Pre_GI: SWBIT SVG BLASTN

Query: NC_012731:3500545 Klebsiella pneumoniae NTUH-K2044 chromosome, complete genome

Lineage: Klebsiella pneumoniae; Klebsiella; Enterobacteriaceae; Enterobacteriales; Proteobacteria; Bacteria

General Information: This strain was isolated from a liver abscess. This organism is the most medically important organism within the genus Klebsiella. It is an environmental organism found in water, soil, and on the surface of plants. Several strains have been isolated from plant tissues and are nitrogen-fixing endophytes that may be a source of nitrogen for the plant. Other strains can become opportunistic pathogens which infect humans, and typically causes hospital-acquired infections in immunocompromised patients. Major sites of infection include the lungs, where it causes a type of pneumonia, and urinary tract infections. Klebsiella can also enter the bloodstream (bacterimia) and cause sepsis. The pathogen can also infect animals and cause inflammation of the uterus in horses as well as more generalized infections in other mammals. This organism expresses numerous pathogenicity factors, including multiple adhesins, capsular polysaccharide, siderophores, and lipopolysaccharide for the evasion of host defenses. The multiple antibiotic resistance genes carried on the chromosome inhibit efforts to clear the organism from infected patients via antibiotic use.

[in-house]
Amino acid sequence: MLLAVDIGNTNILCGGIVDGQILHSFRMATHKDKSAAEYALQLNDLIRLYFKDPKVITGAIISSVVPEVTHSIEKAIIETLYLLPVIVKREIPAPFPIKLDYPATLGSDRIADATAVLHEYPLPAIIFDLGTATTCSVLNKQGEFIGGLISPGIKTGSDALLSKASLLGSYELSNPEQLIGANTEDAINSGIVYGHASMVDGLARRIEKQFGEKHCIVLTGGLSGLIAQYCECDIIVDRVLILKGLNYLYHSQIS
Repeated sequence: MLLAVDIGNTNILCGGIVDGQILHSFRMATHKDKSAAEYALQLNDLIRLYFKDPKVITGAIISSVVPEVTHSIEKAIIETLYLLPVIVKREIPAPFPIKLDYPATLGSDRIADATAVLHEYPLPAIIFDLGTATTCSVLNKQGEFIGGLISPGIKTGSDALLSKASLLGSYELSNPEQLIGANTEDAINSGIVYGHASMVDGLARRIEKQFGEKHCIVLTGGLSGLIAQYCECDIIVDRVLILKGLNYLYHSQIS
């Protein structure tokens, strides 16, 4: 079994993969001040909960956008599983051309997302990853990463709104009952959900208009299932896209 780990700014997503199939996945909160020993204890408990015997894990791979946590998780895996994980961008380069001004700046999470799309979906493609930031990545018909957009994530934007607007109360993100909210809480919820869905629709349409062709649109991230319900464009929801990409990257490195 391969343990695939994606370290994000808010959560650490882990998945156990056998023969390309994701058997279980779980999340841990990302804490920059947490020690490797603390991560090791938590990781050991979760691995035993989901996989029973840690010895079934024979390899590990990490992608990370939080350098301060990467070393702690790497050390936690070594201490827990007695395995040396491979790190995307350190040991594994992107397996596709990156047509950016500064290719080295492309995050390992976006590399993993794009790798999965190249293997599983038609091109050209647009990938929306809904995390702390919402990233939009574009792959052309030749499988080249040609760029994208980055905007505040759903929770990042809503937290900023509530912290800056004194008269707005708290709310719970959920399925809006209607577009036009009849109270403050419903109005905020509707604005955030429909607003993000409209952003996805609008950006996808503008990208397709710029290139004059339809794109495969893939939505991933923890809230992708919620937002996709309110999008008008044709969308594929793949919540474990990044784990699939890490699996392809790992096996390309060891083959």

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BLASTN Alignment.txt

Subject: NC_012982:1899973 Hirschia baltica ATCC 49814, complete genome

Lineage: Hirschia baltica; Hirschia; Hyphomonadaceae; Rhodobacterales; Proteobacteria; Bacteria

General Information: Temp: Mesophile; Habitat: Marine. Strain IFAM 1418 (ATCC 49814) was isolated from the top 5cm of water in Kiel Fjord on the Baltic Sea, Germany in October 1982 and is the type strain for this species. Hirschia baltica has a biphasic life style, which consists of a motile phase of flagellated swarmer cells and a cessile phase in which a long prosthecate is produced at one end of the bacteria through which budding cells emerge. Newly budded cells in turn produce flagella and go through a motile phase and the cycle continues. These organisms can colonize the surfaces of marine environments which enables additional species to colonize at later stages.